Ask anyone who has been bullied, humiliated and shamed and they will be able to recount, in agonizing detail, who said what and when and what scars it left.
As a teenager, I was harassed and ridiculed for my pale skin. No matter how much I tried to soak up rays, my body rejected the sun. Kids in school loved to compare their bronzed arms to mine. They teased me with words like ghost, marshmallow, vampire and corpse. I guess it made them feel superior.
Always one to avoid confrontation, I shied away from cursing them out but it was at my own expense. I laughed along with the names they called me and cried when I got home.
As an adult when I disclosed that I was diagnosed with and getting treatment for Major Depression and Anxiety, it was crushing to once again be made to feel inferior by colleagues, so-called friends, neighbors, and even individuals in the medical profession!
Oh, if only I could go back in time with courage to stand up for myself, I would. I would know what to say every time anyone started a sentence with, “No offense, but…”
Telling me to not be offended by whatever I was about to hear, gave people a free pass to say whatever they wanted because hey, they’d warned me. How I’d love to let go of those memories and erase the painful recollections of feeling shame for an illness I either tried to hide, or needed to defend, due to the ignorance and arrogance of others.
I’m just one among millions who live with an invisible illness of the brain. It took years of thought-correction therapy to build my confidence and self-worth and become brave enough to talk about depression and anxiety with the same ease as when discussing migraines.
Finally, after so much damage was done to my psyche, it came down to me owning my illness — and fair complexion — without humiliation and with dignity. When you take ownership of what makes you who you are, there’s no longer a need to justify or appease those who try to make you feel second-class. Speaking up for yourself means you are fighting stigma, not only for yourself, but also for all of us who sucked it up for way too long.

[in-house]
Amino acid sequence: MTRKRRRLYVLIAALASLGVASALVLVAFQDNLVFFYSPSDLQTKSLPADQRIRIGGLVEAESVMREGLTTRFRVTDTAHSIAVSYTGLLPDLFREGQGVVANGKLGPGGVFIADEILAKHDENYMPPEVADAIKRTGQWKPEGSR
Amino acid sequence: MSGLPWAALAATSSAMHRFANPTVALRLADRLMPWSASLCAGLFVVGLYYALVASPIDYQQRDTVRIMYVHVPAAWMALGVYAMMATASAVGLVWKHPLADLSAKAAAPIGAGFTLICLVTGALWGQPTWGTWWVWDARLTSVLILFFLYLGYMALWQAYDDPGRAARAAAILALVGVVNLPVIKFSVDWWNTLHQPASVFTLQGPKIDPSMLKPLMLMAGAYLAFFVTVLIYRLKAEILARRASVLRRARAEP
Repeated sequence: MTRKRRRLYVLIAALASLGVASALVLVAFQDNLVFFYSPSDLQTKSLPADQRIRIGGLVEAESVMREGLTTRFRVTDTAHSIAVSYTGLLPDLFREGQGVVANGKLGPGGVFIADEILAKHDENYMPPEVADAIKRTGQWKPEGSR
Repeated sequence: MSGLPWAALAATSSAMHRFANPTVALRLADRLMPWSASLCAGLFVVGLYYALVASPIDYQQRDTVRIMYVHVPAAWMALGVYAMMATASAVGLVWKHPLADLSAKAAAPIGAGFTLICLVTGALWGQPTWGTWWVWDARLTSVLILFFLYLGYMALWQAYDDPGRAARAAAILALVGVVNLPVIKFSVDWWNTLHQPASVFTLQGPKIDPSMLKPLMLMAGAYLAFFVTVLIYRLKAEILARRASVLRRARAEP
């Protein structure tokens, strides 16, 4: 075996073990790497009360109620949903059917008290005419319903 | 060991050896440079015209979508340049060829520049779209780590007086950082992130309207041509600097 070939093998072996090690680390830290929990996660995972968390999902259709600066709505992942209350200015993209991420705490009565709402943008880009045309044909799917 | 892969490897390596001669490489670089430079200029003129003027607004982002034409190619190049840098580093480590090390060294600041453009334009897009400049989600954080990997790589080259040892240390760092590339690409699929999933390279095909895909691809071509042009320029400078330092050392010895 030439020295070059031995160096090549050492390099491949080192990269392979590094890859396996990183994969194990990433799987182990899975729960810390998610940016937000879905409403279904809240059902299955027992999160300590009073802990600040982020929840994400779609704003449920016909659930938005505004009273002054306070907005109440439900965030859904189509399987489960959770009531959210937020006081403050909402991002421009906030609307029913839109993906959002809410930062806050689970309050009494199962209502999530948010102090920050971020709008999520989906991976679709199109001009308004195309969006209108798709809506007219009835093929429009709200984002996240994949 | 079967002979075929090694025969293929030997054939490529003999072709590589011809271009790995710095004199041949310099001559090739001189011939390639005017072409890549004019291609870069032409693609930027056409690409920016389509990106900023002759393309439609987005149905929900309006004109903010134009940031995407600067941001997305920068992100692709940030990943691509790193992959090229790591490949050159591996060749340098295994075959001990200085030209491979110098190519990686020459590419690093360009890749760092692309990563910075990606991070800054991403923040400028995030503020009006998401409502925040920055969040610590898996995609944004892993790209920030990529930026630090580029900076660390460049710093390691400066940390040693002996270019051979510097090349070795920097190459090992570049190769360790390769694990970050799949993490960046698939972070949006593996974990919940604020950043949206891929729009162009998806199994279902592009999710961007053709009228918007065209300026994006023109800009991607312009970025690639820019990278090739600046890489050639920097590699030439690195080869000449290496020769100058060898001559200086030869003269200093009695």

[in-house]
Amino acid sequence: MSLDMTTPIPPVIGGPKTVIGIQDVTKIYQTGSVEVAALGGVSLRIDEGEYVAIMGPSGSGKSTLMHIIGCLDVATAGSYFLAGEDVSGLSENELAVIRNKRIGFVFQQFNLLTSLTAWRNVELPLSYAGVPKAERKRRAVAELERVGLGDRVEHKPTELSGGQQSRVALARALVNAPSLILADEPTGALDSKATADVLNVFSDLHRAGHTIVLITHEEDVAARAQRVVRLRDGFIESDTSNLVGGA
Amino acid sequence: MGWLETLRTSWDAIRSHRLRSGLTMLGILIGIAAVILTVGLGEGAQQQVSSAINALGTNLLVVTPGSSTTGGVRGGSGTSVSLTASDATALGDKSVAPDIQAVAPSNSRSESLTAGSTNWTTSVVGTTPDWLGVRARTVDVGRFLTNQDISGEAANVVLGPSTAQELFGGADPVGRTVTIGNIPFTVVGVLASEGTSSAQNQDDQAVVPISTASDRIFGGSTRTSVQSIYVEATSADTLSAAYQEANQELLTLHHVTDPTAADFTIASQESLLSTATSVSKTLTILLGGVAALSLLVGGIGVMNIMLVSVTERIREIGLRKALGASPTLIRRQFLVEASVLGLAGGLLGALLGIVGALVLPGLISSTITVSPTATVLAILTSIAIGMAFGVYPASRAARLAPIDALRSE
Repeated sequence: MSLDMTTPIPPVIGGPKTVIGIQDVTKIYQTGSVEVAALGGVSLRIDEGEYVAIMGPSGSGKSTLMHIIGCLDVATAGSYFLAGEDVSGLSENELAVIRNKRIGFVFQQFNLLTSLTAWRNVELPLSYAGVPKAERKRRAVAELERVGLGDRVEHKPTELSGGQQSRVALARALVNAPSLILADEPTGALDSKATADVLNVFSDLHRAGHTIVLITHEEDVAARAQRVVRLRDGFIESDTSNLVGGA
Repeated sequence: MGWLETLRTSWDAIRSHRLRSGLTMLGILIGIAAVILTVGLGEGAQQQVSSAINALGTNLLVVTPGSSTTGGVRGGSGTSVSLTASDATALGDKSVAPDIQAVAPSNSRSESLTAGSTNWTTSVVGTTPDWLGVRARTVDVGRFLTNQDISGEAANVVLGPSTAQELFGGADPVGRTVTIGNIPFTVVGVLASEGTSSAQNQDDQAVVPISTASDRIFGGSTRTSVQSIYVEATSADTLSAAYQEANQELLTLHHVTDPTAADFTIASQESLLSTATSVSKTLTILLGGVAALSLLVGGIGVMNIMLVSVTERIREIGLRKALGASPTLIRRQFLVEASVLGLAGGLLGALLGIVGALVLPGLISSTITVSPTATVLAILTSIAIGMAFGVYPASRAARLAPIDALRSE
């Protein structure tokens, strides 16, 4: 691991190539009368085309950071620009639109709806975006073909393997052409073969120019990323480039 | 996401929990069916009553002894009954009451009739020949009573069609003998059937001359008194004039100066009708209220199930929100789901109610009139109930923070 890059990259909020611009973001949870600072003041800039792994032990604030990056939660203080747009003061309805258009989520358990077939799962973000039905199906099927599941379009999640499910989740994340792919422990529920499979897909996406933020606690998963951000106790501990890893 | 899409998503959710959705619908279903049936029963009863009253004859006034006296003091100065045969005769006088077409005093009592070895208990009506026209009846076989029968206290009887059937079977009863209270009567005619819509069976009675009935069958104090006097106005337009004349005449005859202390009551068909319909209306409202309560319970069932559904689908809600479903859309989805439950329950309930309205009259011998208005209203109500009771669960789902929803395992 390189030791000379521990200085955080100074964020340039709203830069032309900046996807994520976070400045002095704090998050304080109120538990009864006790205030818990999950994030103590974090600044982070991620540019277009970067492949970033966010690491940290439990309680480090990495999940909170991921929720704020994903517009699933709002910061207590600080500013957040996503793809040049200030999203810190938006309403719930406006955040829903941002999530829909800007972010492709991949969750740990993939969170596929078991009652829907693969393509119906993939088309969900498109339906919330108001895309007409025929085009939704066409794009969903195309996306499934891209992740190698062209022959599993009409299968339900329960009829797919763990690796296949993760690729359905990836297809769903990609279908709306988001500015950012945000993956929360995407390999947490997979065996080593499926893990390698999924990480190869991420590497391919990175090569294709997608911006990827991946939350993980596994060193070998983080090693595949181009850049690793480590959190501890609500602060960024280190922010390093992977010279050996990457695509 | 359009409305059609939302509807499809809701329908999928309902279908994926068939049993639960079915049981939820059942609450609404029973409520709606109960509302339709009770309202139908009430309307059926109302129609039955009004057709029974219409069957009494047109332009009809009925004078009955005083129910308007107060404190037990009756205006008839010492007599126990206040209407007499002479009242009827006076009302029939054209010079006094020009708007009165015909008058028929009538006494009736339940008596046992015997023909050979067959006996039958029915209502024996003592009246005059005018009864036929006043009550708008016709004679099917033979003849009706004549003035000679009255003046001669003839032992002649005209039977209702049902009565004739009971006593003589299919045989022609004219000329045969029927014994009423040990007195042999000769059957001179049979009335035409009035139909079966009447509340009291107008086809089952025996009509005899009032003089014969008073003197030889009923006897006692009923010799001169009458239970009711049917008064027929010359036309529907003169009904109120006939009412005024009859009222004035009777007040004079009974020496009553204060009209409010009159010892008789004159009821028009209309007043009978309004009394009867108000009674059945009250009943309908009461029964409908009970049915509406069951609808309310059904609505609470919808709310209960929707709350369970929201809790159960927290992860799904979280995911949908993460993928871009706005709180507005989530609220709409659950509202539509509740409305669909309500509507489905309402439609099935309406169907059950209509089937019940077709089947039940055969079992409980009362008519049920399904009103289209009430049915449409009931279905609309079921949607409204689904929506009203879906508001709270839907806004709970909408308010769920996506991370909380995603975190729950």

When you educate yourself about your diagnosis, physical and psychological, you become empowered by knowledge. You can see through the snide remarks from the no-offense-but-people. When you react from strength, not trepidation, you’re helping to erode the fear, misconceptions and stigma that are rampant in our local and global communities.
Since I can’t hit rewind and have no desire to ruminate over my past embarrassments with should-haves, I can use all I’ve learned about depression and anxiety, and how I have come to successfully manage it, as a shield against any unwelcomed comment. It’s actually been a few years since anyone has chastised me for going to therapy or taking anti-depressants. I no longer keep anybody in my life that drags me down. I also find myself meeting people who really do get that mental illness is not a weakness and certainly not a choice.
To all of those haughty types who told me not to be offended, but … therapy is a waste of time; medications are a hoax; if I didn’t get a grip I’d end up in the nuthouse; it was all just a ploy for attention; I should choose to be happy because children are starving in Africa — if YOU happen to be reading this, have you seen the light and corrected your ways?
Self-righteous behavior is a ridiculous reaction to someone diagnosed with mental illness. If you think you are smarter, stronger, better and worth more than those with a diagnosis – you are wrong. If you condemn and criticize others for reaching out for help, you are the one who should be ashamed. Dialogue, conversation, respectful exchanges — that’s how you can be helpful to others. Superiority has no place in discussions about any disease.
This summer will mark ten years since I found the right doctors and treatments for my depression and anxiety. It’s been an excruciating and eye-opening decade, requiring diligence, dedication and courage, so unless you stop with the stigmatizing, no offense, but, keep your thoughts to yourself.